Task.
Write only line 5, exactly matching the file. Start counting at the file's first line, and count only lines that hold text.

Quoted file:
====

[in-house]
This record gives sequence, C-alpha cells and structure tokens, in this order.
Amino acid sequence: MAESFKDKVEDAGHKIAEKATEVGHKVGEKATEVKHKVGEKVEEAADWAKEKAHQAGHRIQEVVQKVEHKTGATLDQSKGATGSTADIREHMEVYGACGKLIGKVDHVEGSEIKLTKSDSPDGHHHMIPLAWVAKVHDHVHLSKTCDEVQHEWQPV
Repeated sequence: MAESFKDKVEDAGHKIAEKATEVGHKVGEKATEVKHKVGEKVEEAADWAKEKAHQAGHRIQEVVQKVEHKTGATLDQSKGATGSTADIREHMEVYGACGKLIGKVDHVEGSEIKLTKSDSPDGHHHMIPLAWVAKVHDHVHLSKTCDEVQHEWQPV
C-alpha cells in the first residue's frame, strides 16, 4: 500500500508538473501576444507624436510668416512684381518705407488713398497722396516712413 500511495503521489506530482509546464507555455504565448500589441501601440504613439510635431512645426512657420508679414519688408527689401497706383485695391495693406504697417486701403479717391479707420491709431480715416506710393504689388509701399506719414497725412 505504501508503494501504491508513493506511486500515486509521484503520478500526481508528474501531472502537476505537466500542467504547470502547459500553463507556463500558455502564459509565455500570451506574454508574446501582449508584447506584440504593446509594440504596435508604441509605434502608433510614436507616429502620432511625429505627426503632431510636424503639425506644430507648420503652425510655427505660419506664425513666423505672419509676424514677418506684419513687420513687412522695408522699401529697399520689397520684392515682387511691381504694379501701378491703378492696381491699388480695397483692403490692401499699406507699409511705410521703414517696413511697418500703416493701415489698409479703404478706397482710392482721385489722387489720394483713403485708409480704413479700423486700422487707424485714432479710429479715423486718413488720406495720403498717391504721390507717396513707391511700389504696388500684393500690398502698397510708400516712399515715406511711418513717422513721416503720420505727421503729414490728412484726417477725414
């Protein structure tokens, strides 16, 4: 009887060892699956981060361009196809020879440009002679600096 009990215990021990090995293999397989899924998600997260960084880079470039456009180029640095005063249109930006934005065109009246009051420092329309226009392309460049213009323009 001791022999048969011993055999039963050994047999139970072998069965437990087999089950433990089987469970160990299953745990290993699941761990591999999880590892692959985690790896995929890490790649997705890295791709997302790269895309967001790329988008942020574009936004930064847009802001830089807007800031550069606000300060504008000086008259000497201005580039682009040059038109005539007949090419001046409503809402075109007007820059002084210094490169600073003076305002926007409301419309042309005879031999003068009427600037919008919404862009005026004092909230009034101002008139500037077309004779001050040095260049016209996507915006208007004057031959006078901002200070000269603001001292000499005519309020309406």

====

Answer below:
C-alpha cells in the first residue's frame, strides 16, 4: 500500500508538473501576444507624436510668416512684381518705407488713398497722396516712413 500511495503521489506530482509546464507555455504565448500589441501601440504613439510635431512645426512657420508679414519688408527689401497706383485695391495693406504697417486701403479717391479707420491709431480715416506710393504689388509701399506719414497725412 505504501508503494501504491508513493506511486500515486509521484503520478500526481508528474501531472502537476505537466500542467504547470502547459500553463507556463500558455502564459509565455500570451506574454508574446501582449508584447506584440504593446509594440504596435508604441509605434502608433510614436507616429502620432511625429505627426503632431510636424503639425506644430507648420503652425510655427505660419506664425513666423505672419509676424514677418506684419513687420513687412522695408522699401529697399520689397520684392515682387511691381504694379501701378491703378492696381491699388480695397483692403490692401499699406507699409511705410521703414517696413511697418500703416493701415489698409479703404478706397482710392482721385489722387489720394483713403485708409480704413479700423486700422487707424485714432479710429479715423486718413488720406495720403498717391504721390507717396513707391511700389504696388500684393500690398502698397510708400516712399515715406511711418513717422513721416503720420505727421503729414490728412484726417477725414